Wisdom teeth, also referred to as the 3rd molars, are the last teeth to develop in the mouth. Many people do not have any wisdom teeth or are missing several of them genetically.
Wisdom Tooth Problems
The main problem with wisdom teeth is that in many individuals the teeth cannot migrate properly into position in the jaw. They may tip sideways, forward or backwards, or not be able to erupt at all. They can cause crowding of other teeth, with the resulting problems expanding into other areas of the mouth.
The term “impaction” is used to describe the inability of the tooth to properly erupt into the oral cavity. The impaction can be partial or total. A partial impaction is one where only a portion of the tooth has erupted above the gum. We sometimes refer to this type of impaction as a soft tissue impaction, where most of the body of the tooth lays just under the gum. Most times a person is unable to adequately keep this semi-erupted tooth clean. This can lead to food being trapped, decay, or periodontal disease. A frequent problem with this type of impaction is that the gum tissue covering the partially erupted portion of the wisdom tooth becomes inflamed and swollen. We call this a pericoronitis, which can be painful and unpleasant. Treatment can be cleaning the site along with antibiotic coverage – or extraction of the problem wisdom tooth.
Wisdom teeth that are stuck within the bony part of the jaw are called bony impactions. In this case, the wisdom tooth can lean against the roots of adjacent healthy teeth and cause problems. In some cases they can cause no problems at all.
Thorough assessment of wisdom teeth removal needed in some cases
In some instances, a third molar may be impacted so deeply that it lays against a vital structure such as the mandibular nerve. An attempt at removal of this tooth may cause injury to the nerve, resulting in temporary or permanent numbness to the lip, chin, and tongue. If such a wisdom tooth needs removal, a thorough assessment of the risk is necessary to determine if removal is best or if leaving the tooth alone would be the best solution.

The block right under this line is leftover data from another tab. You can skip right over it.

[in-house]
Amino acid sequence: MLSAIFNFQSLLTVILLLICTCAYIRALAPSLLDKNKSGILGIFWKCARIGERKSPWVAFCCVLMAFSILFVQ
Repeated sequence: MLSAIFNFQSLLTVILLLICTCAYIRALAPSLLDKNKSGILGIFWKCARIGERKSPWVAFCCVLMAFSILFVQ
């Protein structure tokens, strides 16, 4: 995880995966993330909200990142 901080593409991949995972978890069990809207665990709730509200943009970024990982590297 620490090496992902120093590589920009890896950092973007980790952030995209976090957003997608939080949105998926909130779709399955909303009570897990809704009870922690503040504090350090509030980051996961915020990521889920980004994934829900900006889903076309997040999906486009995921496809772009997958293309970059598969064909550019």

Sometimes, a wisdom tooth causes so much discomfort that a patient must consider removing it even when it in close proximity to the mandibular nerve. One solution in this situation is a partial removal- a coronectomy- where just the “head” or crown of the tooth is removed and the remaining roots are left so that less complications are likely.
When should we consider removal of wisdom teeth?
- If they are causing constant pain
- If they are causing crowding in the arch they are attempting to erupt into.
- If they have a severe cavity that cannot easily be treated.
- If they are tipped over against the adjacent teeth, and those teeth begin to decay by this associated pressure.
- If cleaning them becomes a near impossibility.
- If pericoronitis (painfully inflamed gum tissue) persists.
When should we leave wisdom teeth alone?
- If they are not posing a problem.
- If the patient has a medical condition that precludes surgery.
- If the removal would lead to possible complications due to surrounding structures.
When are wisdom teeth best removed?
Wisdom teeth are best removed as early in life as possible. Removal of early developing wisdom teeth are easier due to incomplete development of the roots. They often do not present the same complications as later on in life. If an evaluation of wisdom teeth in mid-teen years indicates there is insufficient room for these teeth and there is no alternative, removal before age 20 is recommended.
Do all wisdom teeth have to be extracted?
No – many people have wisdom teeth that are fully erupted healthy third molars. Many times they are fully functional and have proper occlusion against the opposing tooth. In this case, there is no need for extraction.
For more information, a video on wisdom teeth is available here…